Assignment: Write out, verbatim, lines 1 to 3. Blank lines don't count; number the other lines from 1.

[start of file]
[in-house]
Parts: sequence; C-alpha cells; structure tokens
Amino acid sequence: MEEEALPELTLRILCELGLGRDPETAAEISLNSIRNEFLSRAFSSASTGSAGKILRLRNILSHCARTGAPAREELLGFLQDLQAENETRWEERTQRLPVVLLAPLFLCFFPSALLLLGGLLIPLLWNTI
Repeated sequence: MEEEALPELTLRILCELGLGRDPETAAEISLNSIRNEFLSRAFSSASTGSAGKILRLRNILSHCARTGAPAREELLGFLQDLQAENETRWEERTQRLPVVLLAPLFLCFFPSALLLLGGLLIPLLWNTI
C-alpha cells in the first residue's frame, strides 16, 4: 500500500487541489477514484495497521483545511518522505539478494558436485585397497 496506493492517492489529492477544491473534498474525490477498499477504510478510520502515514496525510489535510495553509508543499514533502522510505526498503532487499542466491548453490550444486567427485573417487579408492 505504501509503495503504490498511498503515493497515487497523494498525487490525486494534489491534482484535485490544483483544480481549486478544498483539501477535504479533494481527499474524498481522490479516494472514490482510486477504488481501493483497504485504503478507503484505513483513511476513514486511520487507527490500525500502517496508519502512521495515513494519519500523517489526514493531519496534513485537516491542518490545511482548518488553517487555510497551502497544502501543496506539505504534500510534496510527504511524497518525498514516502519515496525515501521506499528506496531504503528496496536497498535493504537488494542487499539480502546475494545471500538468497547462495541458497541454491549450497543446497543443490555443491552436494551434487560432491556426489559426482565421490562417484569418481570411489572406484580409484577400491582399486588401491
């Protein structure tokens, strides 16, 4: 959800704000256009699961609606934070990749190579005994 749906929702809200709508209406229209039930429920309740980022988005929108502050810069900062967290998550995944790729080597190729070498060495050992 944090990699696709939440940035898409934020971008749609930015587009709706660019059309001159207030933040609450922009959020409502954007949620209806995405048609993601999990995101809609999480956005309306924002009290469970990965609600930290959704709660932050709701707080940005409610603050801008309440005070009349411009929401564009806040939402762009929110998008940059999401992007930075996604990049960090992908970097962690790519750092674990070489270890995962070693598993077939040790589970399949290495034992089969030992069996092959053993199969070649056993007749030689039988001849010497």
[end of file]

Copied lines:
[in-house]
Parts: sequence; C-alpha cells; structure tokens
Amino acid sequence: MEEEALPELTLRILCELGLGRDPETAAEISLNSIRNEFLSRAFSSASTGSAGKILRLRNILSHCARTGAPAREELLGFLQDLQAENETRWEERTQRLPVVLLAPLFLCFFPSALLLLGGLLIPLLWNTI